The Nor Yauyos-Cochas Landscape Reserve (Reserva Paisajística Nor Yauyos Cochas - RPNYC) in the Central Andes of Peru is admired for its glaciers, wetlands, crystalline lakes and beautiful waterfalls. It is also the site of ancient spiritual traditions and hidden Inca vestiges; the Pariacaca mountain range, which dominates the Reserve, has been historically venerated as the source of water and life, and is still protected by locals as the spirit of the mountain (Apu in quechua language).
Here, the Cañete River is born, flowing from the Ticllacocha Lake for over 235km before discharging into the Pacific Ocean. The watershed is vast and spans three provinces within the Department of Lima: Cañete, Yauyos and Huarochirí.
Approximately 75% of the people in the basin live in Cañete province in the lower part of the watershed. This densely populated area is also the main beneficiary of the hydrological services maintained by upstream communities.
Maintaining upstream ecosystems for downstream benefits
Water yield and all-year water availability are the main ecosystem services provided by a functioning upstream ecosystem. The highest demand for water resources is concentrated in Cañete province, where waters from the Cañete River support agriculture, hydroelectricity, shrimp farming, recreation, and provide drinking water.
The International Center for Tropical Agriculture (CIAT) has been collaborating with the Peruvian Ministry of Environment (MINAM) since 2010 in the creation of a Reward Mechanism for Hydrological Ecosystem Services (MRSEH in Spanish) in the Cañete basin.
MRSEH is a benefit sharing mechanism. The basic principle is that upstream communities are rewarded for protecting the ecosystem services that provide water for downstream livelihoods. The goal is a win-win situation, where upstream communities benefit by maintaining resources that flow downstream.
As part of this process, a multidisciplinary group of researchers from CIAT set out to study conservation and development priorities of communities in the upper part of the Cañete River watershed. This work was carried out under a WLE Innovation project, which aims to integrate stakeholder perspectives into the planning framework. The final aim of the participatory research was to include the needs and aspirations of people who maintain the upper basin ecosystems into the MRSEH, which is set to begin in 2016. Read the full briefing note with main results from the study.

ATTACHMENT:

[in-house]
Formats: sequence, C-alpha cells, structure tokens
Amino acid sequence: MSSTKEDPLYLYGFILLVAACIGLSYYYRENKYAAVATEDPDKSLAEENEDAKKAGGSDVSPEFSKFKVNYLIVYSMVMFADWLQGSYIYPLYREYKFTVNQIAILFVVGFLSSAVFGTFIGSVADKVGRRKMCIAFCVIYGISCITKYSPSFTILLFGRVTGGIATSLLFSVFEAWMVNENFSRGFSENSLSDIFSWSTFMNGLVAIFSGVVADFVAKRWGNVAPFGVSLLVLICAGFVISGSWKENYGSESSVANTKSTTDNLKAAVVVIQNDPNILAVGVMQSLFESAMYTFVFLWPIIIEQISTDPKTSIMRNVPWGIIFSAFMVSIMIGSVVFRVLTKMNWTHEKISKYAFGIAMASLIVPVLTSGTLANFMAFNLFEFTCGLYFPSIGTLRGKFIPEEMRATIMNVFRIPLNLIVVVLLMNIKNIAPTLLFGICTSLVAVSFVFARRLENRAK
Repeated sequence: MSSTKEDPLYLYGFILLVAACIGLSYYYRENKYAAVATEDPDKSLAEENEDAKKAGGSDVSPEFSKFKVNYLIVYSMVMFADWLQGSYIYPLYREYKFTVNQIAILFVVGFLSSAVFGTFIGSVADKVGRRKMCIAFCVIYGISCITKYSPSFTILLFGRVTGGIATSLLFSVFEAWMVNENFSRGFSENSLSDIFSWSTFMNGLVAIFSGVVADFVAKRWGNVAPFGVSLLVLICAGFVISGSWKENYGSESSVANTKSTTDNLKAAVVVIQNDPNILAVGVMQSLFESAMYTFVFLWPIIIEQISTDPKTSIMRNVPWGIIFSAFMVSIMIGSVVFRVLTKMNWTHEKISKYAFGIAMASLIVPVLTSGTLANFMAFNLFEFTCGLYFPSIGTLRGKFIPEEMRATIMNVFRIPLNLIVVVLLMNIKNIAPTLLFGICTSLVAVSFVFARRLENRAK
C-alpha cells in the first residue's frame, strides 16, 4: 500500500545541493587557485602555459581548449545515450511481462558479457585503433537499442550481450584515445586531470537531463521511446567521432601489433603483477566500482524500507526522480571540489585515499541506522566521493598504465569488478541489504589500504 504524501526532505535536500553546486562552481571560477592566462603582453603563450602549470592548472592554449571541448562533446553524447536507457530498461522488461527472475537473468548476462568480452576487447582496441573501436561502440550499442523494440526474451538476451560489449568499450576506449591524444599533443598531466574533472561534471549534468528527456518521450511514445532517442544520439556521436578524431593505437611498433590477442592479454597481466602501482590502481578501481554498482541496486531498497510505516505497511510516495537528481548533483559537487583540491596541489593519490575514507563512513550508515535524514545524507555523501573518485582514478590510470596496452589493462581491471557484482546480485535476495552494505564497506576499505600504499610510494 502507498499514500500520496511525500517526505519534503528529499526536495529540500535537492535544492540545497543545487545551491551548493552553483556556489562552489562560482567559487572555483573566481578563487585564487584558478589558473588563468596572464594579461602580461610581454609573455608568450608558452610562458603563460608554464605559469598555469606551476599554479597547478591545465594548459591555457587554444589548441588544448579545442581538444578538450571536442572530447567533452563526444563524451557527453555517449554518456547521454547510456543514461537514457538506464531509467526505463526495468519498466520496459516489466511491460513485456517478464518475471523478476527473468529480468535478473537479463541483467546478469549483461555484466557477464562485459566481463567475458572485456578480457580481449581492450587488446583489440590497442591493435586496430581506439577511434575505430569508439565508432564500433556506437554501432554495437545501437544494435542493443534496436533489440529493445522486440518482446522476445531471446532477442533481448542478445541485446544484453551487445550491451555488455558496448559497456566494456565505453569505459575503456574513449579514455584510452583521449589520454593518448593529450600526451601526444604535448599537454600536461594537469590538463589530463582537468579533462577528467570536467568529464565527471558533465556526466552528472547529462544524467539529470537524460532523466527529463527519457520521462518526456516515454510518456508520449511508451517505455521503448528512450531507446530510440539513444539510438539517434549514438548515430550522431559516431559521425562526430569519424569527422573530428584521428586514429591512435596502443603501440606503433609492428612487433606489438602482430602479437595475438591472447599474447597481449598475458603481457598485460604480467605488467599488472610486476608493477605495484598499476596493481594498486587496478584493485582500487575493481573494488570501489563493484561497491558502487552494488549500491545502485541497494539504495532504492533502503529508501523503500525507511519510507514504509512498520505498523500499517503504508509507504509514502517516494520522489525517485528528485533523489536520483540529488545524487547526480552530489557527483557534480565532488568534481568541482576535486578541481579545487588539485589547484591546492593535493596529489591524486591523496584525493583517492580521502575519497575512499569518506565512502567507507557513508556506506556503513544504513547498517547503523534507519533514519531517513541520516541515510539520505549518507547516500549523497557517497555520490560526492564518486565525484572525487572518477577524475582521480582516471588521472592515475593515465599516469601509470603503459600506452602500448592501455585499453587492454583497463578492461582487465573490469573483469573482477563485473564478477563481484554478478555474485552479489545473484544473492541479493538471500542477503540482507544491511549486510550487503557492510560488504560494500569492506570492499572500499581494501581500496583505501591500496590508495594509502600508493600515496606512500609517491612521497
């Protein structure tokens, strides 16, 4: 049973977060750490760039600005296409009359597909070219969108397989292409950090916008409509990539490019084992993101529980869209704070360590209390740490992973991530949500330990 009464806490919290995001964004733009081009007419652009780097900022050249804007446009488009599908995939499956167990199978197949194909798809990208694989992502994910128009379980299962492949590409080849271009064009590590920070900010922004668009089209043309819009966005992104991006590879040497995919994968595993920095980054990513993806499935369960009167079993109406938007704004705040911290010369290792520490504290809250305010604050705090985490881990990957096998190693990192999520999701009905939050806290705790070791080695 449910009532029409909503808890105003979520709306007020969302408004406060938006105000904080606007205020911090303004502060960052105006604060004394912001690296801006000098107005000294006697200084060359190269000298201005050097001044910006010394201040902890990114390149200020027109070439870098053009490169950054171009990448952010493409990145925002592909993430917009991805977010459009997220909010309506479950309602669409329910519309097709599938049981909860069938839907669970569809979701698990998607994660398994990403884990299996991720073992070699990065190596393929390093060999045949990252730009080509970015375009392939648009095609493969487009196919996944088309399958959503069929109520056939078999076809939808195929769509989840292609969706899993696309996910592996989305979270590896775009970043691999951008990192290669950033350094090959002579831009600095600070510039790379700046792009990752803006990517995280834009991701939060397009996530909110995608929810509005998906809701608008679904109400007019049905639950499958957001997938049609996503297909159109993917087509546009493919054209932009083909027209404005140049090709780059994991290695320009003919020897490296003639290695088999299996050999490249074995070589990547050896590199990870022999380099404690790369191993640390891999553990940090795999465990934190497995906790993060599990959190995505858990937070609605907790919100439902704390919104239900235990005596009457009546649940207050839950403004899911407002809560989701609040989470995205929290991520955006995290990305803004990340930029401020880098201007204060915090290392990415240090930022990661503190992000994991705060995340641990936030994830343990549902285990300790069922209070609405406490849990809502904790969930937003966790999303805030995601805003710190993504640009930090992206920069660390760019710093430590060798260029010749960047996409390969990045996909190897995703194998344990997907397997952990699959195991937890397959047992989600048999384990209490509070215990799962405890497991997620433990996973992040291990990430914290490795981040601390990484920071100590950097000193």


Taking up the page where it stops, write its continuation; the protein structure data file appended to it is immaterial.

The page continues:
The research unveiled a paradox experienced by upstream communities. While they contribute to the provision of functioning hydrological services downstream, they ironically face two main problems: 1) inadequate water access and water availability for agriculture and grazing activities; and 2) labor shortages due to outmigration.
So while the upstream communities are providing water for industry and livelihoods downstream, their own water and labor supply are in jeopardy.
Why is there not enough labor?
Young people are leaving upland communities because working in agriculture does not offer the employment conditions they are looking for. Most often they migrate to cities or choose to work in local transportation and tourism services.
The effects of this outmigration are felt acutely and affect all aspects of life in the community.
The short-term consequence is a drastic shortage of labor in the upstream communities, which affects agricultural production and reduces the number of people available to maintain local systems of collective work (like harvesting and maintaining irrigation canals and local infrastructure). A long-term consequence is the abandonment of agricultural land, which could lead to a loss of agricultural biodiversity on fields, ancestral knowledge and traditional practices.
So how do we make sure both upstream and downstream communities benefit?
In search of local solutions, upstream communities are calling for interventions that would link them to markets. Some ways they propose to do this are fostering producer associations and improving production systems to add value to products at the local level.
These communities are proposing concrete solutions for the conservation of ecosystems and the maintenance of livelihoods within the protected area where they live. This area is of great strategic importance for the provision of ecosystem services downstream and for the conservation of high Andean biodiversity.
The implementation of MRSEH is just beginning and the findings of the participatory study are fundamentally important. Taking into account the needs, challenges and aspirations of people in the upper part of the watershed will support the choice of management practices to ensure conservation, recovery and sutainable use of natural resources. It will also give them the incentives they need to maintain functioning hydrological services for everyone in the basin.
Solving the problems of the communities of the upper basin can support the creation of jobs and opportunities in both upstream and downstream communities, leading to a real win-win situation.